Sitting on 40 acres of rolling hills in Hillsboro, Mo., about 50 miles southwest of St. Louis, is the Grandview R-II School District, which has 850 K12 students and about 120 staff members. Nearly 100 percent of the computers operate in the cloud.
Kathy Bellew, the district's technology coordinator, likes to say she is the IT department, as she is the lone tech person operating and maintaining servers and equipment. While administrative staff members are still using Microsoft Office, academic and student work is all in the cloud, a shift that began in 2005 with the student information system.
An Internet connection and a decent processor is all that's needed, Bellew says. "I don't have to do installations on machines; I don't have to maintain servers; I don't have expensive equipment [to install and maintain]," she explains. This saves her time, money, personnel and aggravation. Even the yearbook content and creation is done in the cloud.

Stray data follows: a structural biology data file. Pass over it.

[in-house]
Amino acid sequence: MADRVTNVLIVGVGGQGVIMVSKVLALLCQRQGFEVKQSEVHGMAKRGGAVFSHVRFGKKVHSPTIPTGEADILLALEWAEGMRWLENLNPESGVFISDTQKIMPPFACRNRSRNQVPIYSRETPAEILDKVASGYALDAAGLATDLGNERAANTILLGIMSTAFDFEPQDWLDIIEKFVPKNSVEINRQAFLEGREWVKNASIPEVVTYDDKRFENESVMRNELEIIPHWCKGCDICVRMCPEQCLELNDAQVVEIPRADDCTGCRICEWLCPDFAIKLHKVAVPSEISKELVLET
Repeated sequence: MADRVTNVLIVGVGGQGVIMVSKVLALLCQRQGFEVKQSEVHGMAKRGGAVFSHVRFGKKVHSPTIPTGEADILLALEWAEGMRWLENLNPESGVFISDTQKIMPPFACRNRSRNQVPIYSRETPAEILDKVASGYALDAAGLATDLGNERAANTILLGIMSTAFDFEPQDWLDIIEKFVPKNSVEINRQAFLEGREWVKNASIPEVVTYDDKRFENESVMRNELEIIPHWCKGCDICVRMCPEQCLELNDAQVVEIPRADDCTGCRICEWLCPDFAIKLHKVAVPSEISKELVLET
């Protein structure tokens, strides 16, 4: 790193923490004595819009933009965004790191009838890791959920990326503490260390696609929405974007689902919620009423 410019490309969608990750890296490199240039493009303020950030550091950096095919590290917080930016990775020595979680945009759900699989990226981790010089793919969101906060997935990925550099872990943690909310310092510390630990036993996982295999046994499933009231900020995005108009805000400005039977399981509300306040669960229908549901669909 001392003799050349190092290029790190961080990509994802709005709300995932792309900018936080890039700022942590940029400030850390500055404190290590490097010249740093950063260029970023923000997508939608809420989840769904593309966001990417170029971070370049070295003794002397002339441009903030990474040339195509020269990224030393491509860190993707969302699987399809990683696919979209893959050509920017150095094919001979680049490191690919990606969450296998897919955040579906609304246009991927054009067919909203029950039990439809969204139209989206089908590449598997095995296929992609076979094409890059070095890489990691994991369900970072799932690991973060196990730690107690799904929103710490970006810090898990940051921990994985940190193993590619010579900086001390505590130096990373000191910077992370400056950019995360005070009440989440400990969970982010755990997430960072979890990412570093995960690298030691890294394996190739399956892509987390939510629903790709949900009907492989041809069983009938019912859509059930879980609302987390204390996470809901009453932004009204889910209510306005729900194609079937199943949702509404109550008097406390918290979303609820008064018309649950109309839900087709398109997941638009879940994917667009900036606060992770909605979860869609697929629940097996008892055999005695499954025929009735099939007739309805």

As for computer power, the Grandview district has about 100 six-year-old Dell desktop computers for teachers and students. Bellew had to update the RAM in them; otherwise, they've required very little.
About two years ago, Bellew bought from CDI Computers an additional 60 refurbished Dell laptops for the high school (as seen in the picture above). For each laptop, she needed a wireless connection and a fairly decent processor. "I started looking at them when the budget got tighter, and I saw they had warranties on them," she says. She also discovered that they were half the cost of new computers. "I don't think we could live without them now," she says.
Bellew concludes, "I just don't feel the need to get the latest, greatest processor … because of the cloud."